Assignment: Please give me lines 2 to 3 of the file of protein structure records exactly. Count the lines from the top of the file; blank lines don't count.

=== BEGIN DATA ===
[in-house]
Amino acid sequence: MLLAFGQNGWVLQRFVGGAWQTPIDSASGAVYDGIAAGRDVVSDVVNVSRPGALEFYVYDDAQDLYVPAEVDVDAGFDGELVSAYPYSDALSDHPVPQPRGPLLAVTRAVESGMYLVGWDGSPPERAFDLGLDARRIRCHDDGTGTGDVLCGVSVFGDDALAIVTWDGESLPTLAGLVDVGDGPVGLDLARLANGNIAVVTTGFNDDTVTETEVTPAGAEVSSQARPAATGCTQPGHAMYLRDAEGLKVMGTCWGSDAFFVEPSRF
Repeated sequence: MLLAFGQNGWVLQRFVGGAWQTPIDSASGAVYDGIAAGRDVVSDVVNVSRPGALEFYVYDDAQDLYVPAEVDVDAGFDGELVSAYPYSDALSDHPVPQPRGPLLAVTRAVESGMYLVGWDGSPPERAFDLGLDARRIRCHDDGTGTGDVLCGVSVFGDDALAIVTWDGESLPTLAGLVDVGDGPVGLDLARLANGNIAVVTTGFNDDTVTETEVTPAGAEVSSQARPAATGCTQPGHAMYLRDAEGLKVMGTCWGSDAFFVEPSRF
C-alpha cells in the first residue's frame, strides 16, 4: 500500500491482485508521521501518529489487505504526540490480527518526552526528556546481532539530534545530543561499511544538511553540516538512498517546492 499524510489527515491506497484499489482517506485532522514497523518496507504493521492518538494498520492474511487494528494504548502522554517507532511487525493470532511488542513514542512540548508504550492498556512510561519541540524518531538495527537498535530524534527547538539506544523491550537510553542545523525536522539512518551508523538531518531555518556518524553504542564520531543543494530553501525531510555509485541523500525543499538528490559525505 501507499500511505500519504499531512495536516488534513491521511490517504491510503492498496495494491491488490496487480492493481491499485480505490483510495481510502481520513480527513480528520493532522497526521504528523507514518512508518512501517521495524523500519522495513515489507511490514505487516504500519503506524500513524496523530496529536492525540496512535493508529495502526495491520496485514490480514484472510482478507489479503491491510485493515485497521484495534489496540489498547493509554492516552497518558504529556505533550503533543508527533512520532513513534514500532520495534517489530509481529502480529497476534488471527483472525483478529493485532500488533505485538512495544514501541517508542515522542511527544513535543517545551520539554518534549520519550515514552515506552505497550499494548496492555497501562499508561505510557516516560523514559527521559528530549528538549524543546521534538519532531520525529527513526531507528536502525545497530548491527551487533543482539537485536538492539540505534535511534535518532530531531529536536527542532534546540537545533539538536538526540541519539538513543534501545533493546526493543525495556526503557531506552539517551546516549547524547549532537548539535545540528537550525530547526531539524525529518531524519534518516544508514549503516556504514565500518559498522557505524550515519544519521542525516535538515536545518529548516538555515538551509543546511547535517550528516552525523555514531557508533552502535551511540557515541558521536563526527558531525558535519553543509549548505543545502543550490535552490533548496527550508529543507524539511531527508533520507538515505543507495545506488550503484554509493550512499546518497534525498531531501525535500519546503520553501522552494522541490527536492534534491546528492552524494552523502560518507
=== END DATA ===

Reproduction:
Amino acid sequence: MLLAFGQNGWVLQRFVGGAWQTPIDSASGAVYDGIAAGRDVVSDVVNVSRPGALEFYVYDDAQDLYVPAEVDVDAGFDGELVSAYPYSDALSDHPVPQPRGPLLAVTRAVESGMYLVGWDGSPPERAFDLGLDARRIRCHDDGTGTGDVLCGVSVFGDDALAIVTWDGESLPTLAGLVDVGDGPVGLDLARLANGNIAVVTTGFNDDTVTETEVTPAGAEVSSQARPAATGCTQPGHAMYLRDAEGLKVMGTCWGSDAFFVEPSRF
Repeated sequence: MLLAFGQNGWVLQRFVGGAWQTPIDSASGAVYDGIAAGRDVVSDVVNVSRPGALEFYVYDDAQDLYVPAEVDVDAGFDGELVSAYPYSDALSDHPVPQPRGPLLAVTRAVESGMYLVGWDGSPPERAFDLGLDARRIRCHDDGTGTGDVLCGVSVFGDDALAIVTWDGESLPTLAGLVDVGDGPVGLDLARLANGNIAVVTTGFNDDTVTETEVTPAGAEVSSQARPAATGCTQPGHAMYLRDAEGLKVMGTCWGSDAFFVEPSRF